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  #21  
Old 08-22-2015, 03:56 AM
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Daekyras Daekyras is offline
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Originally Posted by Weird Harold View Post
Chapter by chapter discussions in class pretty much made sure any subtleties were less than subtle.
Wow. Is that a national thing or an era thing?

I'll use me as a counterpoint- I graduated secondary school in 1995. During my time in school these are the books and plays that we read thoroughly for class and had chapter by chapter summaries of:

1st year(12): roll of thunder hear my cry.
2nd year(13): the cay
3rd year(14): the merchant of Venice
At the end of third year we do a national exam.
4th year(15): the grapes of wrath
5th year(16): hard times
6th year(17): macbeth.

At the end Of 6th year we do a national exam. You do 7 subjects and get a points score based on your score. Maximum is 600. Then your course in college is determined by how high your score is.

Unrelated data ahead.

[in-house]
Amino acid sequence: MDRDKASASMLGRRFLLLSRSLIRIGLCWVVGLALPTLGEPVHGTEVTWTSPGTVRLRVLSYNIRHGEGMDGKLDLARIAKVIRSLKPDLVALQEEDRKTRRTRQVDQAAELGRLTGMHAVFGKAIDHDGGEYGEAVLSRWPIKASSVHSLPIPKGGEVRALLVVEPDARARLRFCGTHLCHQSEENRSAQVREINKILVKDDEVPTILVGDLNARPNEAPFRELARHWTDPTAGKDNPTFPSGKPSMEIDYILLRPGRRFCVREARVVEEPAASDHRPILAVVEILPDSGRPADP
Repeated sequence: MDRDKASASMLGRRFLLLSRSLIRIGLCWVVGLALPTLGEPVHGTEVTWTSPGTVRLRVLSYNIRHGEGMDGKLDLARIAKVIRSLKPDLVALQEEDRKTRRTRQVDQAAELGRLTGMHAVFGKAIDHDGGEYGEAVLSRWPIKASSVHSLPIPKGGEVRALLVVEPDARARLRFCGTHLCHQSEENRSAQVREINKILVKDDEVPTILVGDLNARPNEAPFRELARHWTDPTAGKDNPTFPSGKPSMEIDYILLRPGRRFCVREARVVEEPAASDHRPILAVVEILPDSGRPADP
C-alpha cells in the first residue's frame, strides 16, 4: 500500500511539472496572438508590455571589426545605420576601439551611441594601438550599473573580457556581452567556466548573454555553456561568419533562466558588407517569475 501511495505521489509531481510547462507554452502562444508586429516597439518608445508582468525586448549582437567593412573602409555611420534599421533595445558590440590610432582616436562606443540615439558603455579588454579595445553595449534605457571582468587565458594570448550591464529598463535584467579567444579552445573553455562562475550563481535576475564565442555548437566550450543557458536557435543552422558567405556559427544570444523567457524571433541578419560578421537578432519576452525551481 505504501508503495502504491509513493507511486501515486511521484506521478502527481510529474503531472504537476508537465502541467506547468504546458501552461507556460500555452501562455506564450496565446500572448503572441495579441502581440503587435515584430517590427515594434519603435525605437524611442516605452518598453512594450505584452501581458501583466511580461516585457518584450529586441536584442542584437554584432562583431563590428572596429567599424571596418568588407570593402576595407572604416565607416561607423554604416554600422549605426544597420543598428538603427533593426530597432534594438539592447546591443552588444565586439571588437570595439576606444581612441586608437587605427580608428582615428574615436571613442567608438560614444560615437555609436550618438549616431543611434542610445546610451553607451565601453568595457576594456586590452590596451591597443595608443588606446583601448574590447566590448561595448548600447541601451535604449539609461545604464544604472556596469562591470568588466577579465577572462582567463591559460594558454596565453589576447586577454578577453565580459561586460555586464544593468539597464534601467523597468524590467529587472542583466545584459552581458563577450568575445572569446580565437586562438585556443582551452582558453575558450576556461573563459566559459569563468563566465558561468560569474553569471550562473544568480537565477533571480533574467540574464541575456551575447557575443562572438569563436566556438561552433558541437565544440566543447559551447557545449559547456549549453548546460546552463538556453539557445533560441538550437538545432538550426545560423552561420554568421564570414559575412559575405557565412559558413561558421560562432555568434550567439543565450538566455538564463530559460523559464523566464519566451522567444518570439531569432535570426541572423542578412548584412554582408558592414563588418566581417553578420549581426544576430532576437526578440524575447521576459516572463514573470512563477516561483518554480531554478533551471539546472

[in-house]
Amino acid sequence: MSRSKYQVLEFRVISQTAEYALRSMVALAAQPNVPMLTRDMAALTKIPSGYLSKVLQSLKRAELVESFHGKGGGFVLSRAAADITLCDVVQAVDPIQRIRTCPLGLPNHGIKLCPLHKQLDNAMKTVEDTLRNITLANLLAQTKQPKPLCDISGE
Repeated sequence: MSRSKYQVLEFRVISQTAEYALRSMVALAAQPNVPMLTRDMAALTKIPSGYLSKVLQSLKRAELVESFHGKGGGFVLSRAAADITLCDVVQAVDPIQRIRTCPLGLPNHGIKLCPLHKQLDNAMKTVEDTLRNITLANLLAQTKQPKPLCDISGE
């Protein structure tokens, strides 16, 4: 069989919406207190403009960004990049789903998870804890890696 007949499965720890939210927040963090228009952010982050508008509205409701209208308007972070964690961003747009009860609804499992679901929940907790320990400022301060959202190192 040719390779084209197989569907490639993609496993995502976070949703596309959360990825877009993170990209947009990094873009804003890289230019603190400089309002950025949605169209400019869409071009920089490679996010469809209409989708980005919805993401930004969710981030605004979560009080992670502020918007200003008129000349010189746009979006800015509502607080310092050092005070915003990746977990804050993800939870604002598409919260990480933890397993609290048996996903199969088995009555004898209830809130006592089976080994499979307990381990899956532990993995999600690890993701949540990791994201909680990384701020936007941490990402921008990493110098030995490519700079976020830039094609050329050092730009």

Eg medicine 590~600 points.
Theoretical physics ~580 points
Engineering 400~500
A certificate in jam making 5 points.

The reason I say this is that all of the books I read lead to the exam and that for the first exam the three pieces had a theme of race relations and the 2nd had a theme of class structure. In America you guys seem to have had a much more reading centric course.

is that still the same? I have had quite a few Americans pass through my courses and they didn't strike me as "well read". That's not meat to be an insult. I'm just wondering if since you graduated Harold have they minimised the amount of reading and analysis????
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  #22  
Old 08-22-2015, 08:56 AM
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Weird Harold Weird Harold is offline
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Wow. Is that a national thing or an era thing?
Possibly both?

I haven't had much to do with the public education system for more than 20 years. At the time my daughters graduated, there wasn't as extensive a reading list as I recall from my school days.

OTOH, I do recall that including "modern" novels and Science Fiction was a relatively new and controversial thing.
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  #23  
Old 08-22-2015, 09:44 AM
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Originally Posted by Weird Harold View Post
Possibly both?

I haven't had much to do with the public education system for more than 20 years. At the time my daughters graduated, there wasn't as extensive a reading list as I recall from my school days.